Residents and activists are voicing growing concerns about the use of the coronavirus pandemic by the military government to consolidate its power and crush the opposition, as the number of deaths from the virus is rising in Myanmar.
The per capita death rate for Myanmar has surpassed that of Indonesia and Malaysia in the past week to make it the worst country in Southeast Asia. The country’s ailing health system is rapidly becoming overwhelmed by new COVID-19-infected patients.
Medical oxygen supplies are at an all-time low. The government has made it difficult for private sellers to sell in many areas, claiming that it is trying stop hoarding. There are widespread accusations that the stock is being used to support government officials and military-run hospitals.
At the same time, medical workers have been targeted after spearheading a civil disobedience movement that urged professionals and civil servants not to cooperate with the government, known as the State Administrative Council.
“They have stopped distributing personal protective equipment and masks and they won’t let civilians who are suspected of supporting the democracy movement in hospitals. They’re also arresting doctors who support civil disobedience movements,” Yanghee Lee, former Myanmar human rights expert and founding member of Special Advisory Council for Myanmar, stated.
She said that the oxygen has been banned from civilian sales and people not supported by SAC. “They’re using the oxygen to save people against people.” “The military is weaponizing COVID.”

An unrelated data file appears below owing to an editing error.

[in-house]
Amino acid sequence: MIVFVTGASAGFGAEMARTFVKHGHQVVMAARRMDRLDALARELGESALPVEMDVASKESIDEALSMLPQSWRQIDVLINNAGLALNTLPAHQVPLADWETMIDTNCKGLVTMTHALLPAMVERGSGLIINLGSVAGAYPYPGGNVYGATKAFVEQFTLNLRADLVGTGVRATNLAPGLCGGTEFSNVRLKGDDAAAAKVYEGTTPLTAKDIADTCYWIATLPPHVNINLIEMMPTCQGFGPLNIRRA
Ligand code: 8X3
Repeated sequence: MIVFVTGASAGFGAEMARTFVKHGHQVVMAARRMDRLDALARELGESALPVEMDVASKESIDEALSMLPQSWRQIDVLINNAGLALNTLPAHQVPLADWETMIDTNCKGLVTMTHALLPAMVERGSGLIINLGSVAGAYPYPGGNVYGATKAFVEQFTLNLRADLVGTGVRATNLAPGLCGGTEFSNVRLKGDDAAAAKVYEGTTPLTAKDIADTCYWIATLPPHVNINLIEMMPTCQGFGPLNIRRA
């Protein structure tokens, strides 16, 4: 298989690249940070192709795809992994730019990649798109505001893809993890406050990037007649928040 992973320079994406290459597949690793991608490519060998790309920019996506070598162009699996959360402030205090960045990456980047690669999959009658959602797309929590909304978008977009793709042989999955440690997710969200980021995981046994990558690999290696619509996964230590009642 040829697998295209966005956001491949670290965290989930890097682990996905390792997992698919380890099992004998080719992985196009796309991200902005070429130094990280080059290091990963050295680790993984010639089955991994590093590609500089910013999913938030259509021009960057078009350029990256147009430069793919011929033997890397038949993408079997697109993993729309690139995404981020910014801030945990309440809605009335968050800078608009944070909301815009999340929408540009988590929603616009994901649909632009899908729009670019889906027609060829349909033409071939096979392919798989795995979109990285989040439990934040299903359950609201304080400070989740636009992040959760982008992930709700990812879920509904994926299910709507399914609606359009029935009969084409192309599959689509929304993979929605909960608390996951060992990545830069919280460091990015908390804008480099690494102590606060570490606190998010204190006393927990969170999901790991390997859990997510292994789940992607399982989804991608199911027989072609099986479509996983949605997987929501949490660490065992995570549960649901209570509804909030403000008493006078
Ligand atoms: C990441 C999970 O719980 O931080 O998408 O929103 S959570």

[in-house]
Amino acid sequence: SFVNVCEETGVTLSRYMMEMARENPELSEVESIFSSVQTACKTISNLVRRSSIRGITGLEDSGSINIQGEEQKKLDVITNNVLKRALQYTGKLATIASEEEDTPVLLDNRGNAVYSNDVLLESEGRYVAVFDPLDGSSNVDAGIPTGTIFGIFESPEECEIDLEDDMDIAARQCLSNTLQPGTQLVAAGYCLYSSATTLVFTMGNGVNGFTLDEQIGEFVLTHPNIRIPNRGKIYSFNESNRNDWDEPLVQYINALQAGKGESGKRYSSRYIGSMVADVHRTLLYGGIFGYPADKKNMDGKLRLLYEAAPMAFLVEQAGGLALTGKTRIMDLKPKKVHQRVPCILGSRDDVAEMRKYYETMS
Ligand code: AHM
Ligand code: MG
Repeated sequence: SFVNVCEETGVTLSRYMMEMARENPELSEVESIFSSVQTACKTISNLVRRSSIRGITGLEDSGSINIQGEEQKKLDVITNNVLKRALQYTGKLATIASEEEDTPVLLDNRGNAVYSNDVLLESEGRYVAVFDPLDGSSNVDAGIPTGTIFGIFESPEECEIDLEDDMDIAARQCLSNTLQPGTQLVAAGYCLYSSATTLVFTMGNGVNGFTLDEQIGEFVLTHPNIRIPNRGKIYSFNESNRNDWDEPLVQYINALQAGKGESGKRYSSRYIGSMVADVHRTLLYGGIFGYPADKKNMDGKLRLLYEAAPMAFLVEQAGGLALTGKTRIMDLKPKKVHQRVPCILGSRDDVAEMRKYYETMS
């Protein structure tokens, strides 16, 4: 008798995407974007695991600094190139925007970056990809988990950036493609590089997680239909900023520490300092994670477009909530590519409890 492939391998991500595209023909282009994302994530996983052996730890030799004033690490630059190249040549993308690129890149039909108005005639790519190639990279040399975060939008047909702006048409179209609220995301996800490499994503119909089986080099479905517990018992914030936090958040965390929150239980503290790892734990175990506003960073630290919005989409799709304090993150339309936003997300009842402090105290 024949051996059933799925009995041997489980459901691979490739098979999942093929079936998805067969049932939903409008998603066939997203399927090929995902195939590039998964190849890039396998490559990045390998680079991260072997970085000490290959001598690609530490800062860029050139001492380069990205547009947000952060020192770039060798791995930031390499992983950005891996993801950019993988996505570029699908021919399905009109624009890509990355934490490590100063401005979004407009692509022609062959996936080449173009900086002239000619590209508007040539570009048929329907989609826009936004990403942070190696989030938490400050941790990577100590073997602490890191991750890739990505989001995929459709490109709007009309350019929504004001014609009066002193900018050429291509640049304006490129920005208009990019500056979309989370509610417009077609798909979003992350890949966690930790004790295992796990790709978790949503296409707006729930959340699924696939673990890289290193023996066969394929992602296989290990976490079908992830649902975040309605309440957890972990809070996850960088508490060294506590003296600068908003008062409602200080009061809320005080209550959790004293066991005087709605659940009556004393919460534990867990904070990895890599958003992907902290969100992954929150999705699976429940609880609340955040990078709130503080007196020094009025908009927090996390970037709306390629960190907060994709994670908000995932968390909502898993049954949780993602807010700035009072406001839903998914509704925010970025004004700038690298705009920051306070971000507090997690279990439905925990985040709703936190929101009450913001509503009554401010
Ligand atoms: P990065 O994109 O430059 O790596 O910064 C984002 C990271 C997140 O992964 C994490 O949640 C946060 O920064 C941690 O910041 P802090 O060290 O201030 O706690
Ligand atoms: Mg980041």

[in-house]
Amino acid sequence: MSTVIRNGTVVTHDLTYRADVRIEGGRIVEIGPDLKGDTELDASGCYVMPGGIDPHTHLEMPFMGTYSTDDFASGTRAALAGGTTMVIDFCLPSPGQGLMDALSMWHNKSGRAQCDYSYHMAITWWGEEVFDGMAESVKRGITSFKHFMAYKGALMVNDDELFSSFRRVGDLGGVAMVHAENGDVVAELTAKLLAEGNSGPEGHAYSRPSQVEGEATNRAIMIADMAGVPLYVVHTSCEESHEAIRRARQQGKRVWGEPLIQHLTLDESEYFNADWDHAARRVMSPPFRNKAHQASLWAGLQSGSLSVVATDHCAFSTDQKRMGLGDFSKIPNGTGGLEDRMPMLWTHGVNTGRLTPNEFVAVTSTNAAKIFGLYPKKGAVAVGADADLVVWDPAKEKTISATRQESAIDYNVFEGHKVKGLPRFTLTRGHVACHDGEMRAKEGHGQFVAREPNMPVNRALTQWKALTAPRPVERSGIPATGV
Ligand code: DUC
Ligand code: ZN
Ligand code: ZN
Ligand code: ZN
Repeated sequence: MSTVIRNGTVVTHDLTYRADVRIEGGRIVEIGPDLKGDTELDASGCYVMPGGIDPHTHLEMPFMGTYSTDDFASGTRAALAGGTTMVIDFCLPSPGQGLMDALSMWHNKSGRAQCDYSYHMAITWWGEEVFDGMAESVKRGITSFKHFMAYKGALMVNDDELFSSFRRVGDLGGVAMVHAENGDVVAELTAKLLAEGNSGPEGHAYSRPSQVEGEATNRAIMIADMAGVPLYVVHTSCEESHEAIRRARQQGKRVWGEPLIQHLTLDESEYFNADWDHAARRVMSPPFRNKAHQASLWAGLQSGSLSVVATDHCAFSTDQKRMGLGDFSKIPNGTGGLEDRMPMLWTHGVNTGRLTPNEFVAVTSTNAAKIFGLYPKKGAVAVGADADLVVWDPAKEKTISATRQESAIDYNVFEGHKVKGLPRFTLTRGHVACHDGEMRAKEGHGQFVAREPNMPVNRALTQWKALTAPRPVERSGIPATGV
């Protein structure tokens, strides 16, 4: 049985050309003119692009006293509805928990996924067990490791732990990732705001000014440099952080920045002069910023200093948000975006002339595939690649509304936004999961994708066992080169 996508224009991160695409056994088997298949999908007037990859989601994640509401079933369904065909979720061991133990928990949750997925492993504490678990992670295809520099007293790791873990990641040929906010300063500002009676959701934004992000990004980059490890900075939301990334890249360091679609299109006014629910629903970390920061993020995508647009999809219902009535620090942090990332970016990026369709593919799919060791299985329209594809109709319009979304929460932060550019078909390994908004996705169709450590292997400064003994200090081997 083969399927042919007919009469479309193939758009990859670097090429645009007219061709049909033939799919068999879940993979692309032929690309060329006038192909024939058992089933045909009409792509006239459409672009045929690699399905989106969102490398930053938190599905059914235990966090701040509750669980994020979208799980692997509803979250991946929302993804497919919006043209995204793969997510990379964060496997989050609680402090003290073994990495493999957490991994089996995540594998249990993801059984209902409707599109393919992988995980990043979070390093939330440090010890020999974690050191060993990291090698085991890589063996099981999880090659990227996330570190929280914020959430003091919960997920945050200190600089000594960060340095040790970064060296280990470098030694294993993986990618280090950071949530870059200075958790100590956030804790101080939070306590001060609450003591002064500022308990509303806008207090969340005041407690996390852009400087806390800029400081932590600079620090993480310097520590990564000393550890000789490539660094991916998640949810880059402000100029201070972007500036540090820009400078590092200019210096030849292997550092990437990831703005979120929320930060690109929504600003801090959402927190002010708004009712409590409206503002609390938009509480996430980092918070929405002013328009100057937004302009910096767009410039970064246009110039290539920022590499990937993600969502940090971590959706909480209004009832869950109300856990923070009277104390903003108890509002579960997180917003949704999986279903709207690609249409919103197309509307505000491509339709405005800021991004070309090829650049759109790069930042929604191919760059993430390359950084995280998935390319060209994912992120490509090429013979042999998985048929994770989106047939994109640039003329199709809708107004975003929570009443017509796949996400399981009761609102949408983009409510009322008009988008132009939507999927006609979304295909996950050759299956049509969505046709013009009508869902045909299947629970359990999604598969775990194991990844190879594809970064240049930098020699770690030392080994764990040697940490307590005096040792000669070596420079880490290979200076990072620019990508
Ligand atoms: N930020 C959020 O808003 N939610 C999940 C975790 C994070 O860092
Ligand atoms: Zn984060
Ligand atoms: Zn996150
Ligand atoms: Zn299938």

Although Zaw Min Tun, Myanmar’s Deputy Information minister, did not answer questions about the allegations regarding the allegations, there has been a public relations offensive by the leadership in response to growing pressures from both internal and external to end the pandemic.
This week’s state-run Global New Light of Myanmar newspaper featured several articles highlighting the government’s efforts to increase oxygen supply and resume vaccinations.
Senior Gen. Min Aung Hlaing is the military commander in charge of the SAC. He was quoted as saying that efforts are being made to get support from the Association of Southeast Asian Nations (ASEAN) and other unspecified “friendly” countries.
He was quoted as saying, “Efforts should be made to ensure better health of both the State and the People.”
On Thursday, Myanmar recorded another 342 deaths and 5,234 new infection. The 7-day average death rate per 1,000,000 people in Myanmar rose to 6.29, more than twice the rate recorded in India in May’s crisis. Due to a lack of reporting and testing, the Myanmar figures are believed to be an extreme undercount.
A doctor from Mawlamyine General Hospital in Myanmar’s fourth largest city said that there is a significant difference between the death toll from COVID-19 and the reality. He spoke on condition of anonymity because he was afraid of reprisal from the government. “There are many people in the community who have lost their lives to the disease, and it is impossible to count them all.”
Social media is full of videos showing victims of the virus lying dead at their homes due to lack of treatment. There are also long lines of people waiting to be able to breathe oxygen because of these video. The government denies reports that cemeteries in Yangon have been overwhelmed but announced Tuesday they were building new facilities that could cremate up to 3,000 bodies per day.
Phil Robertson, Human Rights Watch’s deputy Asia director, stated that COVID-19 has been allowed to run wild. This is a major problem for the Burmese people and the wider region. New variants of the disease, fueled by the unchecked spread in Myanmar, could also be threatening. The problem is that the junta is more concerned with preserving its power than preventing the pandemic.